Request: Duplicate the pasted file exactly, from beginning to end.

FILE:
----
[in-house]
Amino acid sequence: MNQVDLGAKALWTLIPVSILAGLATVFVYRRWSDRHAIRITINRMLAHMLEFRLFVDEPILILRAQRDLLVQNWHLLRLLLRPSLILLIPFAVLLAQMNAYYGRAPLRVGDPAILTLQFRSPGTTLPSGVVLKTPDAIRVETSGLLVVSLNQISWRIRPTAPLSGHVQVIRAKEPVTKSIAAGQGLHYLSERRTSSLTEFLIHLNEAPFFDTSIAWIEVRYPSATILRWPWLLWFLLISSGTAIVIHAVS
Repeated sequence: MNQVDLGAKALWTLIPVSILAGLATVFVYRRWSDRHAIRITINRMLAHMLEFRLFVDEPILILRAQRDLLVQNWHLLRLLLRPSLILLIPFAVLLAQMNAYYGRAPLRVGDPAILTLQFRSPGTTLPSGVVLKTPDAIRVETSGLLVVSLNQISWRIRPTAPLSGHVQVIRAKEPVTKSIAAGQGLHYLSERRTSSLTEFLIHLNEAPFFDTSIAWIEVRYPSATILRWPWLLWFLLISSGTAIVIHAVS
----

[in-house]
Amino acid sequence: MNQVDLGAKALWTLIPVSILAGLATVFVYRRWSDRHAIRITINRMLAHMLEFRLFVDEPILILRAQRDLLVQNWHLLRLLLRPSLILLIPFAVLLAQMNAYYGRAPLRVGDPAILTLQFRSPGTTLPSGVVLKTPDAIRVETSGLLVVSLNQISWRIRPTAPLSGHVQVIRAKEPVTKSIAAGQGLHYLSERRTSSLTEFLIHLNEAPFFDTSIAWIEVRYPSATILRWPWLLWFLLISSGTAIVIHAVS
Repeated sequence: MNQVDLGAKALWTLIPVSILAGLATVFVYRRWSDRHAIRITINRMLAHMLEFRLFVDEPILILRAQRDLLVQNWHLLRLLLRPSLILLIPFAVLLAQMNAYYGRAPLRVGDPAILTLQFRSPGTTLPSGVVLKTPDAIRVETSGLLVVSLNQISWRIRPTAPLSGHVQVIRAKEPVTKSIAAGQGLHYLSERRTSSLTEFLIHLNEAPFFDTSIAWIEVRYPSATILRWPWLLWFLLISSGTAIVIHAVS